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Company Overview of United States Environmental Protection Agency
United States Environmental Protection Agency develops and enforces regulations for human health and environment protection. The agency researches and sets standards for environmental programs and delegates. United States Environmental Protection Agency caters to air quality, chemicals and toxics, climate change, greenery, health and safety, land cleanup, and waste and water treatment issues. The agency was founded in 1970 and is based in Washington, District Of Columbia with additional offices in Alabama, Alaska, California, Colorado, and Florida.
1200 Pennsylvania Avenue NW
Washington, DC 20460
Founded in 1970
Key Executives for United States Environmental Protection Agency
Acting Chief Financial Officer
Acting Chief Information Officer and Acting Assistant Administrator for Office of Environmental Information
Acting Deputy Administrator
Compensation as of Fiscal Year 2014.
United States Environmental Protection Agency Key Developments
Duke Energy to Pay $102 Million for Clean Water Act Violations in North Carolina, US
May 15 15
Duke Energy has been found guilty of nine criminal violations under the Clean Water Act at several of its facilities in North Carolina, US. The company will pay $68 million fine and spend $34 million on environmental remediation projects and land conservation projects in North Carolina and Virginia. Four charges of violations by three subsidiaries of Duke Energy involved coal ash spill at the Dan River steam station in Rockingham County. The company has also been pleaded guilty to coal ash discharge violations at the Cape Fear steam electric plant in Chatham County, the Asheville steam electric generating facility in Buncombe County, the H.F. Lee steam electric plant in Wayne County, and the Riverbend steam station in Gaston County. Duke Energy was alleged to have failed to maintain equipment at the Dan River and Cape Fear plants and unlawfully discharged coal ash and/or coal ash wastewater from impoundments at the Dan River, Asheville, Lee and Riverbend facilities. EPA office of enforcement and compliance assurance assistant administrator announced over two hundred sixteen million Americans rely on surface water as their source of drinking water. Duke Energy put that precious resource at risk in North Carolina as the result of their negligence.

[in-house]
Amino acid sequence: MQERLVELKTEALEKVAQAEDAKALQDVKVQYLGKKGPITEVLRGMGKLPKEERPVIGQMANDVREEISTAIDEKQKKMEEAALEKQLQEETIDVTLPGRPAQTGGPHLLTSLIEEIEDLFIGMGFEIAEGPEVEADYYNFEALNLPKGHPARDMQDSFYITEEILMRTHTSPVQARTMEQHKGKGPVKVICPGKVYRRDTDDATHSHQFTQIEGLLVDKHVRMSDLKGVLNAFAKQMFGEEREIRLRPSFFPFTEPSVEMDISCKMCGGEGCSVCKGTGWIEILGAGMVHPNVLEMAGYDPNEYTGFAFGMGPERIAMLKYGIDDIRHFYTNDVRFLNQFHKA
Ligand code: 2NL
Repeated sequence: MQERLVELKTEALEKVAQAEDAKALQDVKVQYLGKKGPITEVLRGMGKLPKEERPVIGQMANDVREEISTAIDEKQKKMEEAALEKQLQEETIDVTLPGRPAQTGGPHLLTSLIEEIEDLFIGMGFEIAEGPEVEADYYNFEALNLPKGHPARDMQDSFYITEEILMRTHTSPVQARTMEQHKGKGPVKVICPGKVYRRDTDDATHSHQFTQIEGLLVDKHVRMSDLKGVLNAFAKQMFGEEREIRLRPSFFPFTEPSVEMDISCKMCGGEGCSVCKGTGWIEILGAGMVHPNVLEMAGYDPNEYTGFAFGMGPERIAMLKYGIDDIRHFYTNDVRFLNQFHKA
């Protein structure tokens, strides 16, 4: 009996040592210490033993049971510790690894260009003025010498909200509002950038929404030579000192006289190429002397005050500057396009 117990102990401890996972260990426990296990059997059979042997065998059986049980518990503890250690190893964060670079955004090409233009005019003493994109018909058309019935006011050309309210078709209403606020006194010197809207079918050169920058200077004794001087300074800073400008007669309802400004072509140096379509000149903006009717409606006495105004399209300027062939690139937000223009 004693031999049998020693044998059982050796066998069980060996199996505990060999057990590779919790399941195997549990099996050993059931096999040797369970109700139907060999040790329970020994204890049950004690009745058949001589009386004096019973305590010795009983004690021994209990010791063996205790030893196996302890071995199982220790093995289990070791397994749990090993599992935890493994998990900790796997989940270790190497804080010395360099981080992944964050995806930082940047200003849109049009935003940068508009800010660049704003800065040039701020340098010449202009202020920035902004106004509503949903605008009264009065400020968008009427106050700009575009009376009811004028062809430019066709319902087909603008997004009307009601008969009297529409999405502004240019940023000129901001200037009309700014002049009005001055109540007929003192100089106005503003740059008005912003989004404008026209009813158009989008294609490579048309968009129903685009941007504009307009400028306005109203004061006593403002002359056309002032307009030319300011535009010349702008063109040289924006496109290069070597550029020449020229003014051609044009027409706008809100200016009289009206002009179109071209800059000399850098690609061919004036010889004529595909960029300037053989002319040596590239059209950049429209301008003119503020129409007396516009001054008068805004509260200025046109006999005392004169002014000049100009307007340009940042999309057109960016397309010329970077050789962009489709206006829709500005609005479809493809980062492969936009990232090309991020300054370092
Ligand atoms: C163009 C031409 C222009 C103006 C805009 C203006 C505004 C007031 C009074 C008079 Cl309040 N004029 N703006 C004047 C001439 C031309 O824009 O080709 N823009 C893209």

Noble Energy Reaches Agreement with Federal and State Regulators to Improve Air Emission Controls in DJ Basin Operations
Apr 22 15
Noble Energy, Inc. announced an agreement with the U.S. Environmental Protection Agency (EPA), the U.S. Department of Justice (DOJ) and the State of Colorado to improve emission control systems on a number of oil storage tanks located within the Denver-Julesberg Basin (DJ Basin) that may no longer comply with air regulations. Based on the EPA and Colorado's initial review of a relatively small number of older tank batteries, Noble Energy elected to expand the consent decree to identify additional opportunities to reduce emissions within the DJ Basin. In accordance with the agreement's schedule, Noble Energy will evaluate, monitor, verify, and report on the adequate design, operation and maintenance of certain aspects of its storage tank systems. This process, which is anticipated to continue into 2019, will result in expenditures to upgrade storage tank systems. The system upgrade expenditures cannot yet be quantified but are not expected to be material for the company's operations in the DJ Basin. Noble Energy will also pay $4.95 million in civil penalties, provide $4 million in funding for supplemental environmental projects and $4.5 million in mitigation projects. Mitigation measures in the agreement will further reduce emissions. They include retrofitting engines to run on natural gas, upgrading control systems for transferring oil and other liquids from storage tanks to tanker trucks, and supporting scientific research on sampling and analytical methods for managing pressurized liquids. Noble Energy will also provide funding for Front Range air quality programs, including incentives for the change out of wood-burning stoves and gasoline-powered lawn mowers.
The U.S. Environmental Protection Agency and Justice Departments Environment and Natural Resources Division Announce Settlement with Cal-Maine Foods, Inc
Apr 14 15
The U.S. Environmental Protection Agency (EPA) and Justice Departments Environment and Natural Resources Division announced a settlement with Cal-Maine Foods, Inc. that resolves Clean Water Act violations at the company's poultry egg production facility in Edwards, Miss. Under the settlement, Cal-Maine will bring the facility into compliance with its state-issued water discharge permit, significantly reduce nutrient pollution discharges, and improve environmental data collection and reporting practices. The company will also pay a $475,000 penalty to be split evenly between the U.S. Federal and Mississippi governments. Clean Water Act violations from agricultural facilities can impair drinking water sources, transmit disease-causing bacteria, and endanger lakes and rivers. This settlement will bring Cal-Maine into compliance with state and federal laws and cut nutrient pollution discharges into area waterways. Under the settlement, Cal-Maine is already developing and implementing: procedures for its egg production and land application areas to achieve compliance with its NPDES permit, an employee training policy, and improved recordkeeping and reporting practices. The procedures were submitted to, and reviewed and approved by EPA and Mississippi officials over the course of settlement negotiations. Cal-Maine has begun implementing these procedures and must comply with all the terms of the settlement by April 30, 2016.
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